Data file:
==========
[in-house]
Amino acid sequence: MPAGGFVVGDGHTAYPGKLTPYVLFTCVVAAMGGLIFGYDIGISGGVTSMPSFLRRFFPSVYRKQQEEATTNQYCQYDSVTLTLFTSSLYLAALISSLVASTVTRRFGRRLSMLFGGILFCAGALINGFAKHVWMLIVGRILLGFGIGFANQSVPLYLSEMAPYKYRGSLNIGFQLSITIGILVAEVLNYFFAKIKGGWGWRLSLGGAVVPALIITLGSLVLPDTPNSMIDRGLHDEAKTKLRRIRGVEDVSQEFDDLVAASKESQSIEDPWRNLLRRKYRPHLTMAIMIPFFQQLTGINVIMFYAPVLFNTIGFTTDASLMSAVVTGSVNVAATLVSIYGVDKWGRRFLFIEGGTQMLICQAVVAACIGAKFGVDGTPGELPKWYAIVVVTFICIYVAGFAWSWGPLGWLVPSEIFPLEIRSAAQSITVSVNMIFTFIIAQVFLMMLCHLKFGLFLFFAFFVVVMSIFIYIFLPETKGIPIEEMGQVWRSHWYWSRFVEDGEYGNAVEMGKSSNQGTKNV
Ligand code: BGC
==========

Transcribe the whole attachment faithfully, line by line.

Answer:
[in-house]
Amino acid sequence: MPAGGFVVGDGHTAYPGKLTPYVLFTCVVAAMGGLIFGYDIGISGGVTSMPSFLRRFFPSVYRKQQEEATTNQYCQYDSVTLTLFTSSLYLAALISSLVASTVTRRFGRRLSMLFGGILFCAGALINGFAKHVWMLIVGRILLGFGIGFANQSVPLYLSEMAPYKYRGSLNIGFQLSITIGILVAEVLNYFFAKIKGGWGWRLSLGGAVVPALIITLGSLVLPDTPNSMIDRGLHDEAKTKLRRIRGVEDVSQEFDDLVAASKESQSIEDPWRNLLRRKYRPHLTMAIMIPFFQQLTGINVIMFYAPVLFNTIGFTTDASLMSAVVTGSVNVAATLVSIYGVDKWGRRFLFIEGGTQMLICQAVVAACIGAKFGVDGTPGELPKWYAIVVVTFICIYVAGFAWSWGPLGWLVPSEIFPLEIRSAAQSITVSVNMIFTFIIAQVFLMMLCHLKFGLFLFFAFFVVVMSIFIYIFLPETKGIPIEEMGQVWRSHWYWSRFVEDGEYGNAVEMGKSSNQGTKNV
Ligand code: BGC